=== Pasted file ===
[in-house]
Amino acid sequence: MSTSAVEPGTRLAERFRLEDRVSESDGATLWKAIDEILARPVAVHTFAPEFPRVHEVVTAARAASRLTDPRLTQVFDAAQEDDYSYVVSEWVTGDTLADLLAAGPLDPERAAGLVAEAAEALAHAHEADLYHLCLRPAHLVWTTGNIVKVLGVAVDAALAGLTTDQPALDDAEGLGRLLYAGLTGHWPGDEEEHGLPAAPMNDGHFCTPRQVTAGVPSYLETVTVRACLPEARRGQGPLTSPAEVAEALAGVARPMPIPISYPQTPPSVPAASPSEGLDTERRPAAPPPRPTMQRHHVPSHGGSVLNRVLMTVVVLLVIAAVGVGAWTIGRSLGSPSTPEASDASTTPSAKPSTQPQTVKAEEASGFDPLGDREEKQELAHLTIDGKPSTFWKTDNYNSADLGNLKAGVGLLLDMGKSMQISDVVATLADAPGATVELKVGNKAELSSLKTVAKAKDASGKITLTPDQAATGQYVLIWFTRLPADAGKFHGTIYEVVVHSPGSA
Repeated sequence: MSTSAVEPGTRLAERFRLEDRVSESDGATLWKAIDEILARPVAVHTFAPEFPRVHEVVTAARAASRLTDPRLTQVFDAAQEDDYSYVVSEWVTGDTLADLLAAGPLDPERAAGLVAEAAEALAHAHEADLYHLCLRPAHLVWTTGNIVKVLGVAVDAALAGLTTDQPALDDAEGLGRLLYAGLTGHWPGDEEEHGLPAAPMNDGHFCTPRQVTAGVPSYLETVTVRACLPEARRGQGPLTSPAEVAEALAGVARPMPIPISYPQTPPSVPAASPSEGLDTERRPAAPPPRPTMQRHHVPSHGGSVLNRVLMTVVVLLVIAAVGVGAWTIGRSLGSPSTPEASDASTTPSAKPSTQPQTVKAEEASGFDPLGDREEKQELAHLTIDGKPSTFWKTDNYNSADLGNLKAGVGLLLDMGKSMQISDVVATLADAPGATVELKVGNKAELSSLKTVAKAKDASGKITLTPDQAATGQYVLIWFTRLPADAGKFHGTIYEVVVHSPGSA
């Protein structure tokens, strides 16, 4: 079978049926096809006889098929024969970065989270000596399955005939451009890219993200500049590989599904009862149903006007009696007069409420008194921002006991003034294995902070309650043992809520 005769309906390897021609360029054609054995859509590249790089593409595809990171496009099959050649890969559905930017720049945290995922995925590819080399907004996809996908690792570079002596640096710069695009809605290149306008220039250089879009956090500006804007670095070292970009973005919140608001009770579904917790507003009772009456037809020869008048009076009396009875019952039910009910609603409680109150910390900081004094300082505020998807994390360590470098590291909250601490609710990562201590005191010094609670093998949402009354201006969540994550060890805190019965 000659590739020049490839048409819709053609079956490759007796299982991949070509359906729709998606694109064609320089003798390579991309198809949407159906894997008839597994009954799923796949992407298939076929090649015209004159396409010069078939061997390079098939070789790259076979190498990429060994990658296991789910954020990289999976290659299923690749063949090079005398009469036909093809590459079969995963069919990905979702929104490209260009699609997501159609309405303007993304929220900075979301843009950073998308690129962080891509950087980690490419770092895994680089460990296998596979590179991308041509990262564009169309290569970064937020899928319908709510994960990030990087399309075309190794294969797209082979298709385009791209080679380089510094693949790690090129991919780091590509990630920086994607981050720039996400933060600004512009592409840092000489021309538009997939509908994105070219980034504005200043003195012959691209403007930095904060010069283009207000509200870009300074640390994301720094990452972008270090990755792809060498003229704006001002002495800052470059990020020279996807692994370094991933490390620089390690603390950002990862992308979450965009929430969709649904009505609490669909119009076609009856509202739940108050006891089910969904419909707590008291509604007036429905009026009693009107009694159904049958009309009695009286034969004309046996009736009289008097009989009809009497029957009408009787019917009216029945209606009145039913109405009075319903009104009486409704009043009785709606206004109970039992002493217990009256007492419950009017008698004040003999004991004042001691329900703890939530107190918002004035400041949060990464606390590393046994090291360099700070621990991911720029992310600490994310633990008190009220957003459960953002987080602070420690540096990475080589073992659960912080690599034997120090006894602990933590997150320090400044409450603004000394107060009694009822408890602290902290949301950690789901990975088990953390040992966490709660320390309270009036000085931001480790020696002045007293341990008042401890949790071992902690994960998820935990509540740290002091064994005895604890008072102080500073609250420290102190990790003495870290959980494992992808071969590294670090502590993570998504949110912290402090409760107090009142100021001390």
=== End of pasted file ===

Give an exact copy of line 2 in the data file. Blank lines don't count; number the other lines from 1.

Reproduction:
Amino acid sequence: MSTSAVEPGTRLAERFRLEDRVSESDGATLWKAIDEILARPVAVHTFAPEFPRVHEVVTAARAASRLTDPRLTQVFDAAQEDDYSYVVSEWVTGDTLADLLAAGPLDPERAAGLVAEAAEALAHAHEADLYHLCLRPAHLVWTTGNIVKVLGVAVDAALAGLTTDQPALDDAEGLGRLLYAGLTGHWPGDEEEHGLPAAPMNDGHFCTPRQVTAGVPSYLETVTVRACLPEARRGQGPLTSPAEVAEALAGVARPMPIPISYPQTPPSVPAASPSEGLDTERRPAAPPPRPTMQRHHVPSHGGSVLNRVLMTVVVLLVIAAVGVGAWTIGRSLGSPSTPEASDASTTPSAKPSTQPQTVKAEEASGFDPLGDREEKQELAHLTIDGKPSTFWKTDNYNSADLGNLKAGVGLLLDMGKSMQISDVVATLADAPGATVELKVGNKAELSSLKTVAKAKDASGKITLTPDQAATGQYVLIWFTRLPADAGKFHGTIYEVVVHSPGSA